A series of murders in New York City has stymied the police and FBI alike, and they suspect the culprit is a single killer sending an indecipherable message. But when the two federal agents assigned to the investigation are taken out, the FBI takes a more personal interest in the case.
Special Agent Ty Grady is pulled out of undercover work after his case blows up in his face. He’s cocky, abrasive, and indisputably the best at what he does. But when he’s paired with Special Agent Zane Garrett, it’s hate at first sight. Garrett is the perfect image of an agent: serious, sober, and focused, which makes their partnership a classic cliché: total opposites, good cop-bad cop, the odd couple. They both know immediately that their partnership will pose more of an obstacle than the lack of evidence left by the murderer.
Practically before their special assignment starts, the murderer strikes again – this time at them. Now on the run, trying to track down a man who has focused on killing his pursuers, Grady and Garrett will have to figure out how to work together before they become two more notches in the murderer’s knife.
This review was originally posted at Wicked Lil Pixie
on January 16, 2013
There is a sub genre, I guess you’d call it, called M/M. Which is a romance where both characters are men. My only previous exposure to this type of story is Suzanne Brockmann’s book “All Through the Night.” Of all her Troubleshooters books, this was my favorite because my love for Jules knows no bounds. Other than that, though, I’ve never really read M/M. I didn’t know much about it or the authors, so I never really tried it. One of my fellow bloggers (Lori) kept going on and on about this one series of books she was reading. The Cut & Run series by Abigail Roux and Madeleine Urban. All right. I’ll give them a try. I picked up the first book on January 5. 7 days and 7 books* later, I’m wondering when the next book comes out! (April 8, 2013, according to Goodreads). I’ll have you know I was up until sunrise nearly every day this week reading these books.
The first four books were co-written by Abigail Roux & Madeleine Urban, and, honestly, they write together well enough that there is a seamless transition between the books written jointly and those solely written by Ms. Roux.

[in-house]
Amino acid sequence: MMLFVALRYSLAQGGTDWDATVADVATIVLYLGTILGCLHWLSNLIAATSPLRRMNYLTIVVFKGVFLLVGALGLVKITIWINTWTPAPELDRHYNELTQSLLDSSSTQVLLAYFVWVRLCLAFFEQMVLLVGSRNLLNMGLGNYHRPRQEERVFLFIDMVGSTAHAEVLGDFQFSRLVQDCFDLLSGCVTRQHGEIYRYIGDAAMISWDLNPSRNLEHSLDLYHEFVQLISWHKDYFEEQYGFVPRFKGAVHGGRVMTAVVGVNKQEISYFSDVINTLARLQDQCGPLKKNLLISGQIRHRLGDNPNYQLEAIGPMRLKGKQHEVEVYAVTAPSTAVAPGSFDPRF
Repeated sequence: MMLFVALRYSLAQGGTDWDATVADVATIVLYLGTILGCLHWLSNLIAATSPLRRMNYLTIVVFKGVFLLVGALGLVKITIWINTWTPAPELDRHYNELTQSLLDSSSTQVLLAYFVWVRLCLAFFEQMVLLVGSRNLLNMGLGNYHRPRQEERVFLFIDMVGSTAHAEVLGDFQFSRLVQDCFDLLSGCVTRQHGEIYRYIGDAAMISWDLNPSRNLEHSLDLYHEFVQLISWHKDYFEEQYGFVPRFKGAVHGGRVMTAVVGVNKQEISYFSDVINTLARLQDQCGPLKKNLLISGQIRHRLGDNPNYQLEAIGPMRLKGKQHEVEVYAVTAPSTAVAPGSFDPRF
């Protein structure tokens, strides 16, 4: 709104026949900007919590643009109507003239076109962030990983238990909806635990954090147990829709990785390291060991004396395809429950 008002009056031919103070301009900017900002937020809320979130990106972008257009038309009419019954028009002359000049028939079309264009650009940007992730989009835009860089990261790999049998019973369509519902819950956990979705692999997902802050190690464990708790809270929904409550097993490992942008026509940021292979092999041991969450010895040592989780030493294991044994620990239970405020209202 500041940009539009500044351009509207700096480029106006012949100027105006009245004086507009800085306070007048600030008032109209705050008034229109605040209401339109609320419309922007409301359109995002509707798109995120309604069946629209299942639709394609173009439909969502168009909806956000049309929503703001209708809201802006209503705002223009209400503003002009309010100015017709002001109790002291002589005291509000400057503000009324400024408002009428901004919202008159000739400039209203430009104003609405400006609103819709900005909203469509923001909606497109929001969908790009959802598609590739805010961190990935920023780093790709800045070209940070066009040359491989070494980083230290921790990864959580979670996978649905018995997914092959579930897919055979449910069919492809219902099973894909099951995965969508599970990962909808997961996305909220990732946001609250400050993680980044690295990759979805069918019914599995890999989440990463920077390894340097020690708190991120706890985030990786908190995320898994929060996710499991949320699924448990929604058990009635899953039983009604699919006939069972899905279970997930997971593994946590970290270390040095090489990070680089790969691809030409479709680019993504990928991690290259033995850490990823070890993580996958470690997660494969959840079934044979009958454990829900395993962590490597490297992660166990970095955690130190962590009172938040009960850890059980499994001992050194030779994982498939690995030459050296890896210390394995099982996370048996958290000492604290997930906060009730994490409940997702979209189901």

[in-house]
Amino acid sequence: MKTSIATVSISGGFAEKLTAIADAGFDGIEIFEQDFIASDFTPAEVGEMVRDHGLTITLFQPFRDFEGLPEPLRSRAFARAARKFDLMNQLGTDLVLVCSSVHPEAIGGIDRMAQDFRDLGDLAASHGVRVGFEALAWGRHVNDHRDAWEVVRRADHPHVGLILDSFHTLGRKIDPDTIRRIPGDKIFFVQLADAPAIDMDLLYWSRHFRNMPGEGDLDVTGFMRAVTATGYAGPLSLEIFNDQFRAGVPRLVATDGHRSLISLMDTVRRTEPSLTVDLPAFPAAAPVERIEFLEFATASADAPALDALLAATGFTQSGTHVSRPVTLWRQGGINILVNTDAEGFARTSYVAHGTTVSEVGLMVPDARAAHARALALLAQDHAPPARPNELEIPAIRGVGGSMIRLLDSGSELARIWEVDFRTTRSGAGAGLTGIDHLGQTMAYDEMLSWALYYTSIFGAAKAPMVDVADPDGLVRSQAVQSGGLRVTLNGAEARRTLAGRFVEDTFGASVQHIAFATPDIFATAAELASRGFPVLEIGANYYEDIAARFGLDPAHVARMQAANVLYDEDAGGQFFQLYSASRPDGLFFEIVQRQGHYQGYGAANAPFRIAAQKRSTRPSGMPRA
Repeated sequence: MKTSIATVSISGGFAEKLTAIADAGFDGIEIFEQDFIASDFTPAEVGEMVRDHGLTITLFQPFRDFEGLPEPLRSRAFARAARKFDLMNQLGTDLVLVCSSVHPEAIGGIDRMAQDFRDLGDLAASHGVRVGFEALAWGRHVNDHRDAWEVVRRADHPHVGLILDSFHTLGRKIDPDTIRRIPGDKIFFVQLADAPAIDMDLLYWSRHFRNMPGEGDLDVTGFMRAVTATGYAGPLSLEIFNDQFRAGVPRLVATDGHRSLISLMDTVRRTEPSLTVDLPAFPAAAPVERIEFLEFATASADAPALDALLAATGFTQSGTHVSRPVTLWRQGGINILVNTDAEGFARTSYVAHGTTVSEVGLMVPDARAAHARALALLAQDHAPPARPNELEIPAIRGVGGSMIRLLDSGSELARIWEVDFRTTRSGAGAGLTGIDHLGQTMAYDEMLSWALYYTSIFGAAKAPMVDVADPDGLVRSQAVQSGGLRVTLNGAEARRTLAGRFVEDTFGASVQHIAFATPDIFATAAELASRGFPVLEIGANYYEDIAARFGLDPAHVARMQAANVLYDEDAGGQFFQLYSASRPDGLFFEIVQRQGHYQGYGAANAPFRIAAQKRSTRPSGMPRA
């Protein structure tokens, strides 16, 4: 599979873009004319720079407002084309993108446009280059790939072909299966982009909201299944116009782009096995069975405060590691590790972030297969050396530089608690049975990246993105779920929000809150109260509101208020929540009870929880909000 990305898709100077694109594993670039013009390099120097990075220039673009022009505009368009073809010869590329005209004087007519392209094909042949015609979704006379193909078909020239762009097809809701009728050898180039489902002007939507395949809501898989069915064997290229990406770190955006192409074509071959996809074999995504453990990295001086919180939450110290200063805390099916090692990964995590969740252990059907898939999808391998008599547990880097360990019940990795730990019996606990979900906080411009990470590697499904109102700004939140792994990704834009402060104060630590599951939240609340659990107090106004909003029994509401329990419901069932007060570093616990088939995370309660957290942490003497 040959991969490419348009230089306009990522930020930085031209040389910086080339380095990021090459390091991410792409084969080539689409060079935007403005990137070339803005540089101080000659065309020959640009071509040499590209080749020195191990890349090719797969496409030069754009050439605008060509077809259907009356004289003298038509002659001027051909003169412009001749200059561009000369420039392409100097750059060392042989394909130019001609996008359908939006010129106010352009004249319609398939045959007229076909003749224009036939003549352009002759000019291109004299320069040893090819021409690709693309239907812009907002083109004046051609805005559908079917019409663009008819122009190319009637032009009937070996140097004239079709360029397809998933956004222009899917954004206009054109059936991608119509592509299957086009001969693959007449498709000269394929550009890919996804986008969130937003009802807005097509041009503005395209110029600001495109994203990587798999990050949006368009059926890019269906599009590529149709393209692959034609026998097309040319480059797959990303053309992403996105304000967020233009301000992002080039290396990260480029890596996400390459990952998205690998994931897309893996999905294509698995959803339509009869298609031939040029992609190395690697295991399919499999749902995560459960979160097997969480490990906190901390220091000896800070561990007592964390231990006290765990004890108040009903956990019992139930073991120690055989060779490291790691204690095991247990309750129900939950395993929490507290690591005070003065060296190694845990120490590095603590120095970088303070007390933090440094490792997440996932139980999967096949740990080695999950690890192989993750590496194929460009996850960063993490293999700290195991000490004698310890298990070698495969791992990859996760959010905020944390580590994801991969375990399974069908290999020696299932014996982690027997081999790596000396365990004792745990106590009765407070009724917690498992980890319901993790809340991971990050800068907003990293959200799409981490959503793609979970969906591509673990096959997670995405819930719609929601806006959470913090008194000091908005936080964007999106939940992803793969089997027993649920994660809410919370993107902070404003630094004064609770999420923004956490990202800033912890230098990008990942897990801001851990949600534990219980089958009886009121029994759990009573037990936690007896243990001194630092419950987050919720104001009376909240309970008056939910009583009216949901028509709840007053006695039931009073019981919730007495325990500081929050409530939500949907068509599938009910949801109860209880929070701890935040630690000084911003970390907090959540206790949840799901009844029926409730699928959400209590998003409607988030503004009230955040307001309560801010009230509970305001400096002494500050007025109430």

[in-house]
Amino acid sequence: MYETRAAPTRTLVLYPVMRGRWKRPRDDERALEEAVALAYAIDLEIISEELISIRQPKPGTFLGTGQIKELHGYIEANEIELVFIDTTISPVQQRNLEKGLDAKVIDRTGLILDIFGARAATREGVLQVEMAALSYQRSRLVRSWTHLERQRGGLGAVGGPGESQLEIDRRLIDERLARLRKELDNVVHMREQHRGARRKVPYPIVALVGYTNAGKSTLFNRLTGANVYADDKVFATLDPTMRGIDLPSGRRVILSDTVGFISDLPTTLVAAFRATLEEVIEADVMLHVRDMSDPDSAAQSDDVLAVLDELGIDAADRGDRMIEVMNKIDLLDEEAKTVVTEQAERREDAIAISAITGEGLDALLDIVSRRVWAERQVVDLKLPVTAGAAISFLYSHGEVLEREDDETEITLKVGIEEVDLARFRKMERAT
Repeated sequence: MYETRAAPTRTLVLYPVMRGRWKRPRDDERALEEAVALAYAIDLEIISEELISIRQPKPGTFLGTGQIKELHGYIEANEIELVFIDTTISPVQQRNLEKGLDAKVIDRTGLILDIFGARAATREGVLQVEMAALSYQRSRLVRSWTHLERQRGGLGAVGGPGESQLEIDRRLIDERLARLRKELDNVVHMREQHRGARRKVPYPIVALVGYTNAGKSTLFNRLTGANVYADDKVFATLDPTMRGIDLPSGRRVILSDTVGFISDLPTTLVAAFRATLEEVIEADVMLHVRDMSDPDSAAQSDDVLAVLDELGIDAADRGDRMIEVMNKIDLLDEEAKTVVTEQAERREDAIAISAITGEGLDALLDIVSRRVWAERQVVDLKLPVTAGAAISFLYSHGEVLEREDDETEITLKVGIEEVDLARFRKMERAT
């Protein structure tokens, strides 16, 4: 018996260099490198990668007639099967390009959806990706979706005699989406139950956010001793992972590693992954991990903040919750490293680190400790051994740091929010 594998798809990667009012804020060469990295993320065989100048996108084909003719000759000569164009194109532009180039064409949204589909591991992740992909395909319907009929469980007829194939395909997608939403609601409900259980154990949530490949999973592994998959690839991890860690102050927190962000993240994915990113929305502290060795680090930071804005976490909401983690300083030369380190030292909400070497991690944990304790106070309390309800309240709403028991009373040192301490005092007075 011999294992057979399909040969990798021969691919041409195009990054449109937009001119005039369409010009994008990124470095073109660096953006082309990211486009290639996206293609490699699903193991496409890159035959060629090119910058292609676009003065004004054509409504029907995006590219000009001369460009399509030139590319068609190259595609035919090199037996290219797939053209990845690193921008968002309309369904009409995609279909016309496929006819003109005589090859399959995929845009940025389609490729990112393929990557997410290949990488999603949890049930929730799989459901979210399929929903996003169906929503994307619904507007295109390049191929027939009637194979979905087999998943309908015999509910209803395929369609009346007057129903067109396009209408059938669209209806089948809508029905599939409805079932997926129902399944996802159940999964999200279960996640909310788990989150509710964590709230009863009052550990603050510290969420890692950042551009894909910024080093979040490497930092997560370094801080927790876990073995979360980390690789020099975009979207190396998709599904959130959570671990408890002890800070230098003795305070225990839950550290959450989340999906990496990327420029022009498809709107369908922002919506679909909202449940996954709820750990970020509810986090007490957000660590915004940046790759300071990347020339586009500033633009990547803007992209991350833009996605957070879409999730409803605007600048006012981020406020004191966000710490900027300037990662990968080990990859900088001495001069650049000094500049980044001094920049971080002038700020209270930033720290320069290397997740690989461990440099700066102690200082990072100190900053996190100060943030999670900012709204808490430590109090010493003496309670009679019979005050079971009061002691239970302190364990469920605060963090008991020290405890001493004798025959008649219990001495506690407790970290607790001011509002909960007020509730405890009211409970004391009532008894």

Ty and Zane are FBI agents assigned to work together to catch a serial killer in New York. When we first meet them Ty is irreverent, headstrong, and a rule breaker, while Zane is buttoned-up, Mr. By-the-Book, and will absolutely not do anything to get himself in trouble. Things change, though, as we learn more about these two. Oh, don’t get me wrong. Ty is still irreverent, headstrong, and a total rule breaker, but he’s also brave both with his body and his heart. He’s kind and loving and romantic. Zane is the one who surprised me. As we learn more about Zane we find he HATES being a buttoned-up Mr. By-the-Book, but he feels he has to be, as he’s on shaky ground with his career.
Watching these two fall for each other and fight it all the way was fascinating. Because both main characters are male, there’s a whole different dynamic at play with the two of them. They’re rougher and more physical than a Hero would ever be with a Heroine. But at the same time, there’s more fear there due to the inherent problems of being gay in today’s society. Do they come out to their friends? their coworkers? their families? What happens if they’re rejected by those around them? What if they each can’t deal with their relationship and one rejects the other?
My biggest complaint, and it was resolved eventually, is that there is more emotional game playing with these two than I would like. A lot of unwillingness to trust. In a more traditional romance, “I love you’s” would have happened in book 1, and while I might have preferred it a LITTLE earlier than where it occurred in this series, I think Ms. Urban and Ms. Roux really were true to the characters by making them work things out. Slowly. In fact, one says “I love you” far earlier (as in an earlier book) than the other. No, I won’t tell you who. That’s half the fun!
Once they start working through their emotions and really commit to each other, however, their trust is absolute and they are strong and supportive of each other at every step. They’ve made a pact to be more honest with each other and really TALK about things, especially things from their pasts. I enjoyed that the conflicts they face rarely come from within the relationship, but are external forces (murderers, thieves, cats, puns).
I’m so happy I listened to Lori and Pam and read these books. They were absolutely right and the books were totally worth the lack of sleep. I’ll be on the lookout for more, both in the series and from the authors.
*There are actually only 6 books in the series right now, but on Pam’s recommendation I read Warrior’s Cross between books 4 & 5 as some of those characters play a large role in book 5. More on that book another day.
Lynda the Guppy
aka Bring on the Men Guppy
aka The Fish With Sticks
RATING: 4.5 Stars